Review by C.J. Bunce
Life in California is not all that sunny for everyone. The fourth and last of our reviews of the initial release of graphic novels from new publisher TKO Studios looks at Goodnight Paradise, a peek into the day-by-day drudgery and dim chance of survival of the homeless. When a homeless girl is found dead in a dumpster, the man who found her has enough information to find her killer. Unfortunately his mind is addled through a rough life, alcoholism, and mental illness, and he’s struggling to put it all together.
Readers are introduced to a story “ripped from the headlines” like an old Law & Order episode, as real-world tech corporation Snapchat makes new millionaires and billionaires, and outside its doors across Venice Beach the poor and the homeless are getting shuffled away, the culture of the town turned upside down as real estate shifts and the past culture of the area is squeezed out. The people living in the alleys all are at the end of their ropes, just to varying degrees. As more young people hit the streets without income sources, those with mental illnesses run out of their prescription drugs to keep them in control, compounding their struggle as they spiral into confusion and anger. Enter Tessa, a young woman who leaves home to come to the coast to see the ocean. She befriends a small, tight group of people who protect each other. When she videotapes a woman being drugged for sex by one of the new rich types at a party, she’s hunted down by his thug to protect the guy’s reputation. But is everything as it seems in Goodnight Paradise?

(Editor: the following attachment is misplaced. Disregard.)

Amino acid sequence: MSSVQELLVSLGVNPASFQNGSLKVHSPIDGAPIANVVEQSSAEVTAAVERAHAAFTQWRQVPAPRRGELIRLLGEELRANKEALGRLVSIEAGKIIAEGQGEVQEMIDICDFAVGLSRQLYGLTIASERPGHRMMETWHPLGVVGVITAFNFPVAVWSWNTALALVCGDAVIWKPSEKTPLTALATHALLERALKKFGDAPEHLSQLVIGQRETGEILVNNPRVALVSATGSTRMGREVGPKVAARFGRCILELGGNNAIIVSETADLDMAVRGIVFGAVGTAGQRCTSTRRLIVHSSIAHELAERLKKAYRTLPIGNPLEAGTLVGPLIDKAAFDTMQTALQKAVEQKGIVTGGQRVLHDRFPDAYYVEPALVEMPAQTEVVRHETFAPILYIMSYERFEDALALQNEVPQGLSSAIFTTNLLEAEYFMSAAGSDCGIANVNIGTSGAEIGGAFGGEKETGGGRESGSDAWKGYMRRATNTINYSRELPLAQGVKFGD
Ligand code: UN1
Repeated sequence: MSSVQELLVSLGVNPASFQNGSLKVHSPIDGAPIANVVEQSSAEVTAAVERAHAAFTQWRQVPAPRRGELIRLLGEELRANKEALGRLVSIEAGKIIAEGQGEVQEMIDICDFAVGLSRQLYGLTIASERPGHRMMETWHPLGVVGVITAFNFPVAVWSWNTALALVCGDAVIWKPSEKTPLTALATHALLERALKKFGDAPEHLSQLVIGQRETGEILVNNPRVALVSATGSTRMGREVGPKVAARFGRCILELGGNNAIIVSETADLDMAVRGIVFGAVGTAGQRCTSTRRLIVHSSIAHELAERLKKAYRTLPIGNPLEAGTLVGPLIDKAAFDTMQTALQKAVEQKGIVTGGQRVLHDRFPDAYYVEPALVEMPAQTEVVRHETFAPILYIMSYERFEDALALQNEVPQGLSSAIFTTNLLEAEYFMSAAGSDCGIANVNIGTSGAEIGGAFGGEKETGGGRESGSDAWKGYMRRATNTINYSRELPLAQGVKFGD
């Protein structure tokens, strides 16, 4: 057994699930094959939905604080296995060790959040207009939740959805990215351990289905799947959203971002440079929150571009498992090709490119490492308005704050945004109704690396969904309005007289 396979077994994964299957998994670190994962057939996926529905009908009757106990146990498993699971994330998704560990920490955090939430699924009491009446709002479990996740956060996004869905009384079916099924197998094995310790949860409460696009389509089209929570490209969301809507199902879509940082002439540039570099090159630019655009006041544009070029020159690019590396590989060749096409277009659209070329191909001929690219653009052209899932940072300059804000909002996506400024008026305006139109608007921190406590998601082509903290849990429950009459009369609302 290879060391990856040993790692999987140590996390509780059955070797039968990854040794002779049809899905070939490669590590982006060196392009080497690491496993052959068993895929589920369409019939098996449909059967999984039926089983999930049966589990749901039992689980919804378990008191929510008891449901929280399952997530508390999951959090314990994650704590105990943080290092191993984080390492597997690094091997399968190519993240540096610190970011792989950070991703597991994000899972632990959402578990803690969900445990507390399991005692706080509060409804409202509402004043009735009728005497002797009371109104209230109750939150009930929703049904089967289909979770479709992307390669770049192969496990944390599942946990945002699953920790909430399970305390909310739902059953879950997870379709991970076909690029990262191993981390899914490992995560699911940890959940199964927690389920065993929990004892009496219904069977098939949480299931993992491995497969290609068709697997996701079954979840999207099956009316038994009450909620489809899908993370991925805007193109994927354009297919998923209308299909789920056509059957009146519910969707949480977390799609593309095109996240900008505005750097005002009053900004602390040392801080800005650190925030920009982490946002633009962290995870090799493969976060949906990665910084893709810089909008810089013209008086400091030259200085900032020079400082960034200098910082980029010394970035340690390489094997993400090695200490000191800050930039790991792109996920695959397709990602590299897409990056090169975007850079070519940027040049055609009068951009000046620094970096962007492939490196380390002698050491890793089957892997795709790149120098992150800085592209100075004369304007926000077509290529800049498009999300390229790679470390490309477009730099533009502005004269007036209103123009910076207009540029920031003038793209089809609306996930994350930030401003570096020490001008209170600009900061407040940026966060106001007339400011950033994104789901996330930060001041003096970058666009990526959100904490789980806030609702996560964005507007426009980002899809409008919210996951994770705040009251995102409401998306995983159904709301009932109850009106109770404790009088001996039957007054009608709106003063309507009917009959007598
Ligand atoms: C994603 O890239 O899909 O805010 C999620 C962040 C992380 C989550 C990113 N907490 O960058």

Writer Joshua Dysart (Unknown Soldier, B.P.R.D.) creates a deconstructed superhero of sorts out of his homeless protagonist. This man is like DC Comics’ Oliver Queen, but stripped of his money and his sanity, yet his sense of right and wrong remain intact. Artist Alberto Ponticelli (Unknown Soldier), with colors by Giulia Brusco (Scalped), introduce readers to layered characters in scenes not using sleight of hand so much as revealing the realities of perception and bias. Scenes that seem one way at first only are rediscovered by the reader to have their meanings changed when seen and explained from the perspectives of other characters–in a way Ponticelli shows the comic book medium can take advantage of.
Here is a preview of Goodnight Paradise:
The combination of Dysart’s grimy, realistic feel and Ponticelli’s visuals make for a thought-provoking book like something created years ago by Harvey Pekar. It’s ugly, brutal, and honest.
Steve Wands (Descender) provided lettering for this graphic novel/series.
TKO Studios is launching four series this month, each printed in a slightly larger format than typical comics. Echoing the now standard same-day release of streaming programs on services like Netflix, TKO Studios plans to release its six issues all at once, and readers have the choice of buying single issues bundled, or as a digital or print graphic novel. Check out our reviews at borg this weekend of the new TKO Studios books Sara here, The 7 Deadly Sins here, and The Fearsome Doctor Fang here.
Goodnight Paradise is available now from Elite Comics, your local comic book shop, or direct from TKO Studios. Find out more about TKO Studios, and read the first of six issues of Goodnight Paradise free now at the TKO Studios website. Goodnight Paradise is also available at Amazon here.
For mature readers, Goodnight Paradise is not for every audience. It carries the level of violence fans of Vertigo comics will be familiar with. It also rounds out a powerful start for TKO Studios’ first release of stories.